2. Great topic Chris! I have always said that God will not promote us beyond our character! To do so would destroy us, just look at some of the lottery winners. A well known author writes that we are promoted to our level of incompetency! Either way it shows that to get to the destiny God has for us we have to continue to grow. That is true in every area of our life, not just spiritual. To think that we have arrived just confirms the pride that everyone else can see! We have to continue to develop our love walk and the by product of this is happier team members!

      1. Incompetency is not a character flaw! You increase your competency by training, studying, mentorship etc. I am a commercial pilot and when we start out on a new aircraft we are not very competent on it but by the time we finish training on it we prove our competency with a flight test. The problem comes when we think more highly of ourselves than we ought and become unteachable! So there is hope for all of us!

  3. “A leaders job is to make their people successful”, it means they need to have a vision that is clearly communicated to the team. I’m currently watching an interesting situation unfold. This leader is very passionate about what he does and what he is about, and has done some neat things for the group, and has also communicated his vision. But the nature of the job is such that 75% of the staff is part-time (a couple hours a week), and they all feel the leader is asking for too much, since this is a job, they do on the side, that doesn’t pay that much. I see the frustration on both sides, where the leader is not happy, and has to constantly prod and push the staff to do the administrative things and the staff is not happy leading to a very high turnover, which means new people all the time. In this case what would you advice?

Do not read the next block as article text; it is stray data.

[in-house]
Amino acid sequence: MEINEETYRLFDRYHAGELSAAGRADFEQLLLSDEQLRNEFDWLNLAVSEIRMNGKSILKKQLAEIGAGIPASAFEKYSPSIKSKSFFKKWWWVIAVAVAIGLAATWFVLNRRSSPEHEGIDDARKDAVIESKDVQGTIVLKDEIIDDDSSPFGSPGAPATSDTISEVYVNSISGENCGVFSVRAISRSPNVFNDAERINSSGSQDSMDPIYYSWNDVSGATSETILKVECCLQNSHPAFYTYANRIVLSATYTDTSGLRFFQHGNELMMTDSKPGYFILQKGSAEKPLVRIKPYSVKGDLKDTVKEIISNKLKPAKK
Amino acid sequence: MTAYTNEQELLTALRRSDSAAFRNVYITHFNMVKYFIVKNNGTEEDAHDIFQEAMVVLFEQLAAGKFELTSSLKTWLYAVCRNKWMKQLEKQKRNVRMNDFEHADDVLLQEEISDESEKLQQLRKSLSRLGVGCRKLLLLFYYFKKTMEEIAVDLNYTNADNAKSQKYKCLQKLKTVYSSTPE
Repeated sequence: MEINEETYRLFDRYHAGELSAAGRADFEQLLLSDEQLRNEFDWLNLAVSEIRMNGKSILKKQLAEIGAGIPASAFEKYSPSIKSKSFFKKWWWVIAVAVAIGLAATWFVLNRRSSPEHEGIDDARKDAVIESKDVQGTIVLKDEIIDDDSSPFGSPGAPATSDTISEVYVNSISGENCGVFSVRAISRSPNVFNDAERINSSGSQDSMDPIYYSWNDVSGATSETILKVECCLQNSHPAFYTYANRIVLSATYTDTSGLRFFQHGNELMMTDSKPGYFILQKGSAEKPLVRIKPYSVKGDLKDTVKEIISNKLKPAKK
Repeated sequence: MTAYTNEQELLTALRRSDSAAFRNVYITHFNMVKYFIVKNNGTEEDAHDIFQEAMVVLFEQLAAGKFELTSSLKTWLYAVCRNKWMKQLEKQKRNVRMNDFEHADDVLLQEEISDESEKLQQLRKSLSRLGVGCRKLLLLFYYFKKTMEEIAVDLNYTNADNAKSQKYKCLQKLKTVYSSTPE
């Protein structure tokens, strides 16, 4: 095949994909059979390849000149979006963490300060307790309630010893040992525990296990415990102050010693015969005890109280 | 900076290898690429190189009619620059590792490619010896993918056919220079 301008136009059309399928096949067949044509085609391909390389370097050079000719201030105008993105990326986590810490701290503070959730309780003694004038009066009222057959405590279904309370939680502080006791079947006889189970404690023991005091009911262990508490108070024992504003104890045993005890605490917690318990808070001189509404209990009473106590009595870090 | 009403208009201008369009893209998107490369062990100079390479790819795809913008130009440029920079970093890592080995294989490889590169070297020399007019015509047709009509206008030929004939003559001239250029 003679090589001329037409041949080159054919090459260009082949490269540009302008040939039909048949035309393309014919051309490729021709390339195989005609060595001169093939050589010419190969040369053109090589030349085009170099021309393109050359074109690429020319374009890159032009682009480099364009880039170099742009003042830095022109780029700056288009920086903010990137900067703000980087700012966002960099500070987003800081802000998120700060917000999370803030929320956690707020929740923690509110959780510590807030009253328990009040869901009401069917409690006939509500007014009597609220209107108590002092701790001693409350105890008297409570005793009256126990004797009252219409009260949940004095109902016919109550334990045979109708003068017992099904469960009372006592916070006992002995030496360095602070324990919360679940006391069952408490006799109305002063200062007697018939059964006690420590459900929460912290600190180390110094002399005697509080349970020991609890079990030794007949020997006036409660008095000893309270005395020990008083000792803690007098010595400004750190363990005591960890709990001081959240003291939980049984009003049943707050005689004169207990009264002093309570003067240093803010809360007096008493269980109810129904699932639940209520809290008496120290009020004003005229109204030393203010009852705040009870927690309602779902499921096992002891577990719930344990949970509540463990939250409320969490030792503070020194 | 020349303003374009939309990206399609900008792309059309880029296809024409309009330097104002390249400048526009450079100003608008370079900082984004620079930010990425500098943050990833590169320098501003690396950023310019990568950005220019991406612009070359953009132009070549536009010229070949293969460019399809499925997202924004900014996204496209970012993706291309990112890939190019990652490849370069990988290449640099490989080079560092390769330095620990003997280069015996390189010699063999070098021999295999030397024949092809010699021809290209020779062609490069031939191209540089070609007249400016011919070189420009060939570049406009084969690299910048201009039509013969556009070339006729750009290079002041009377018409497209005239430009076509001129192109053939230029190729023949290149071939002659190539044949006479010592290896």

1. Hmmmm….not a lot of details to comment on, and I understand why. Whether or not it’s a part-time job, they are getting paid. Therefore, they need to get done what is expected of them. How do you do that? Clearly defined KRA’s. Both sides need to know exactly what is expected and required of the team members. That way everyone knows what winning looks like. If you do this in the time that you’re here, you are doing your job correctly. Make sense?

      1. Makes sense…..thinking some more…could be a question of not having the “right” people or different expectations from both ends. Let me ponder on that a little bit more..

        1. Reminds me of a great book, “Good to Great” Getting the right people on the bus isn’t a problem if everyone knows where its going. Once everyone knows where its going its just a matter of getting them in the right seats.

          Not just how Jim Collins wrote it but it sounds close.